But even separate from racism or colonial contexts, the emphasis on submission at any cost stays with us. I think we lose the ability to discern when we want submission because we’re tired of the crap (and kids, let’s be real, can dole out some crap), and when we want submission because we’re trying to save their souls. With the authority chain going straight from us to God, you don’t really have to discern. The benefit to them isn’t the particular behavior or privilege in question. Submission itself, the act of losing the battle, is supposedly the spiritual benefit.

The teaching that bad behavior is the sign of a rebellious soul is so deep in my bones that even as I pledge to never spank or shame my kids, even as I seriously doubt concepts like eternal damnation, I still panic when they get in trouble at school. I still fear not only earthly consequences, like jail, but also a corruption of their spirits. The flames of alarm may only be a stubborn ember in my motherly heart, but throw some kindling on them — a parent-teacher conference, a public meltdown, a fed-up babysitter — and the flames of alarm become a forest fire of anxiety and moral panic.

I signed up for a Mental Health First Aid course in a moment of such panic, after reading about the wave of youth mental health crises sweeping the globe as a result of the COVID-19 pandemic. The Mental Health First Aid course, which I eventually wrote about for The 74 Million and The Texas Tribune, was helpful in the face of the immediate crisis, but it was also helpful in another way. The course spelled out the difference between mental health challenges and ordinary childhood development. It never once mentioned “unacceptable behaviors” or “spiritual dangers.” It removed the morally loaded interpretations, and suddenly raising kids seemed so much less fiery.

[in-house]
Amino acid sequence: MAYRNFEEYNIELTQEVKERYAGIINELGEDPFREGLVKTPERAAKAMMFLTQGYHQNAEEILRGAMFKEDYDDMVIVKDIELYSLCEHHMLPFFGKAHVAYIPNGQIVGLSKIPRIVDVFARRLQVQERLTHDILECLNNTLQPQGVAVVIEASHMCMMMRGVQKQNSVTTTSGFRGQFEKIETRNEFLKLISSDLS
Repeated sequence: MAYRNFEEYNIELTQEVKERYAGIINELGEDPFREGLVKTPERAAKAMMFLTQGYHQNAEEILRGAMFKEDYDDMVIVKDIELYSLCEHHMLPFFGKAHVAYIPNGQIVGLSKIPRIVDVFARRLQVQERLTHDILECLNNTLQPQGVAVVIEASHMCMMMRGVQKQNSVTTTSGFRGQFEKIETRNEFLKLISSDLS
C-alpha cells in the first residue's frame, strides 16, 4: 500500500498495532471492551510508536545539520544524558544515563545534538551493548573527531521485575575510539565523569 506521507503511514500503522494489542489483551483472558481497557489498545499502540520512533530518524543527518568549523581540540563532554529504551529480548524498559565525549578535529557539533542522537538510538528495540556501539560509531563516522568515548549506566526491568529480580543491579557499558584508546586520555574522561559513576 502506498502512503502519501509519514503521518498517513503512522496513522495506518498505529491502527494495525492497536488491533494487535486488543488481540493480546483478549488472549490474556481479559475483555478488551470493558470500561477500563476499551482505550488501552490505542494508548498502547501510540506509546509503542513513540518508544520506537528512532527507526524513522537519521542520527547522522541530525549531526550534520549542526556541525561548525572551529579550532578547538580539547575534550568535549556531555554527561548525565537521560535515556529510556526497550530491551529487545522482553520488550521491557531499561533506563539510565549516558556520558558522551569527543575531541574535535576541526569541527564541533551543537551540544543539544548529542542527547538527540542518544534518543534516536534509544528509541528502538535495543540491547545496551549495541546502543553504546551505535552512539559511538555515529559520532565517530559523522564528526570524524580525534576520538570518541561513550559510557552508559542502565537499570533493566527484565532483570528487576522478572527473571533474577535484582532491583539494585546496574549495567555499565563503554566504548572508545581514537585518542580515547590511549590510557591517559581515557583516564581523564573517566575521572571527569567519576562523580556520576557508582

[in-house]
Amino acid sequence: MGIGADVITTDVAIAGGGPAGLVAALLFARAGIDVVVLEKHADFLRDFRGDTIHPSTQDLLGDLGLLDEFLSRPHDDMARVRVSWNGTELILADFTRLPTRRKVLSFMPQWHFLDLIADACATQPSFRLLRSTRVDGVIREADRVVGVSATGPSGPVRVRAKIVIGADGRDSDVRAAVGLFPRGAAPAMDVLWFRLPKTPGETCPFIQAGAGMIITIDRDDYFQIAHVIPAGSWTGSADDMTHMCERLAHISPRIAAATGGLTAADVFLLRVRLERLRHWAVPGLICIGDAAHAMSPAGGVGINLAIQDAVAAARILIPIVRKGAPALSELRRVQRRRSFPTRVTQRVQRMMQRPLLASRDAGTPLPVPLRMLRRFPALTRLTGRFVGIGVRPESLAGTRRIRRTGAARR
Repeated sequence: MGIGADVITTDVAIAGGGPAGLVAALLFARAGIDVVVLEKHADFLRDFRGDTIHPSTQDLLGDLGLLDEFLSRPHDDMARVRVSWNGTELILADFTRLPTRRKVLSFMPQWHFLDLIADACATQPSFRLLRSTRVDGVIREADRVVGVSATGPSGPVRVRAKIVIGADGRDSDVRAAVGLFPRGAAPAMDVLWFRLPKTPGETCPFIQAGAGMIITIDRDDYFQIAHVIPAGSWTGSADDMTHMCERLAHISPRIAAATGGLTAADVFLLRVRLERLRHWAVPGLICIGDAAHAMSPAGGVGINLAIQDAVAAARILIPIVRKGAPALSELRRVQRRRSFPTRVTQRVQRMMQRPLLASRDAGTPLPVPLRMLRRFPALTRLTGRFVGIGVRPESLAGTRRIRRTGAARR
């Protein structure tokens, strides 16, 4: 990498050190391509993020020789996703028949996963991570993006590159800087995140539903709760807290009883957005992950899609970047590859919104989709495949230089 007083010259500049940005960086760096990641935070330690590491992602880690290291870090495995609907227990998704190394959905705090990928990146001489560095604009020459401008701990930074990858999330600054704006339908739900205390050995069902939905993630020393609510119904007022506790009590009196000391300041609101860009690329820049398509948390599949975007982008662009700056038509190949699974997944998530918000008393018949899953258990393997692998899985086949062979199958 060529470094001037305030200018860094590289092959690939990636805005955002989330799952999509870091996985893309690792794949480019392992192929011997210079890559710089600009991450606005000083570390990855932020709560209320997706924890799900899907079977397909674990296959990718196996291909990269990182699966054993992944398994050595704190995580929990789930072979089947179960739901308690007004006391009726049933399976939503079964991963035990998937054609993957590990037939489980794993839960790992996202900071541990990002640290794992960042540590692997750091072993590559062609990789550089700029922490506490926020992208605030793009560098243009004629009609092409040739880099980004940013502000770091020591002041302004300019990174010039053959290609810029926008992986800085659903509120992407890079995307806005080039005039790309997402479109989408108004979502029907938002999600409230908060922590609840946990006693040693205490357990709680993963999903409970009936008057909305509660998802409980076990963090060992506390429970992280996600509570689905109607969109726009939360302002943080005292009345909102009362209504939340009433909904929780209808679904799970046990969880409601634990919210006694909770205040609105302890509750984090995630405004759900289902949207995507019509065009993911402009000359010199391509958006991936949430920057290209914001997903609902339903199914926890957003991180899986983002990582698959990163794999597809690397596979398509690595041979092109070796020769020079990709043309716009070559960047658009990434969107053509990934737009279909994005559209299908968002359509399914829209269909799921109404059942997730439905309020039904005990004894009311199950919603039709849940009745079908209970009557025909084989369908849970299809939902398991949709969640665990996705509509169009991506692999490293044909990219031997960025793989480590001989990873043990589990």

Pulling away from family happens on a biological timer. It’s not rebellion.

Talking back or brooding is part of a hormonal surge that allows teens to make decisions independent of their parents, to own their opinions, beliefs, and faith. It’s not rebellion.

Risky behaviors happen as the prefrontal cortex, where good decisions are made, lags behind curiosity, confidence, and passion. It’s not rebellion.

Put in this context, raising kids seems more predictable, less dire. Adolescents push back on our authority because they have to learn to live without us. Independence doesn’t just happen without practice. Boundaries around these developmentally appropriate behaviors are good and helpful, mental health professionals say. One of the great benefits of boundary-testing (kids’ forte from day one) is the reassurance that boundaries exist.